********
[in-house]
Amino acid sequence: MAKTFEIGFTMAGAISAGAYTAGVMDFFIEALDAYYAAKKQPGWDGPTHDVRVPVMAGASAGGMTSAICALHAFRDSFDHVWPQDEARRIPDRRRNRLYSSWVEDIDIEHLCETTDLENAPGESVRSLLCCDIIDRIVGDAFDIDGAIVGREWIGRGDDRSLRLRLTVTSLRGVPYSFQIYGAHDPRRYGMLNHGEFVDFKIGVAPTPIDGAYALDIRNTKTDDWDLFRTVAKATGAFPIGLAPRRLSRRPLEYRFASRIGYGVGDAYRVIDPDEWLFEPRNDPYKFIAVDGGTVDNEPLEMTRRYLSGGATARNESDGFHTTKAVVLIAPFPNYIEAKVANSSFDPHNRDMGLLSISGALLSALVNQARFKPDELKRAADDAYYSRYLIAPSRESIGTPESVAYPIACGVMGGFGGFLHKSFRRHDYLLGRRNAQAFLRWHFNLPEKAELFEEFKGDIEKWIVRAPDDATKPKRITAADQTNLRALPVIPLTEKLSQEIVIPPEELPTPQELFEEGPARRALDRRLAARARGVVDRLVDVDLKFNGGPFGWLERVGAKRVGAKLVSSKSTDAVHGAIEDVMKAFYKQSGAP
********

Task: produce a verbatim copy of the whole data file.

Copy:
[in-house]
Amino acid sequence: MAKTFEIGFTMAGAISAGAYTAGVMDFFIEALDAYYAAKKQPGWDGPTHDVRVPVMAGASAGGMTSAICALHAFRDSFDHVWPQDEARRIPDRRRNRLYSSWVEDIDIEHLCETTDLENAPGESVRSLLCCDIIDRIVGDAFDIDGAIVGREWIGRGDDRSLRLRLTVTSLRGVPYSFQIYGAHDPRRYGMLNHGEFVDFKIGVAPTPIDGAYALDIRNTKTDDWDLFRTVAKATGAFPIGLAPRRLSRRPLEYRFASRIGYGVGDAYRVIDPDEWLFEPRNDPYKFIAVDGGTVDNEPLEMTRRYLSGGATARNESDGFHTTKAVVLIAPFPNYIEAKVANSSFDPHNRDMGLLSISGALLSALVNQARFKPDELKRAADDAYYSRYLIAPSRESIGTPESVAYPIACGVMGGFGGFLHKSFRRHDYLLGRRNAQAFLRWHFNLPEKAELFEEFKGDIEKWIVRAPDDATKPKRITAADQTNLRALPVIPLTEKLSQEIVIPPEELPTPQELFEEGPARRALDRRLAARARGVVDRLVDVDLKFNGGPFGWLERVGAKRVGAKLVSSKSTDAVHGAIEDVMKAFYKQSGAP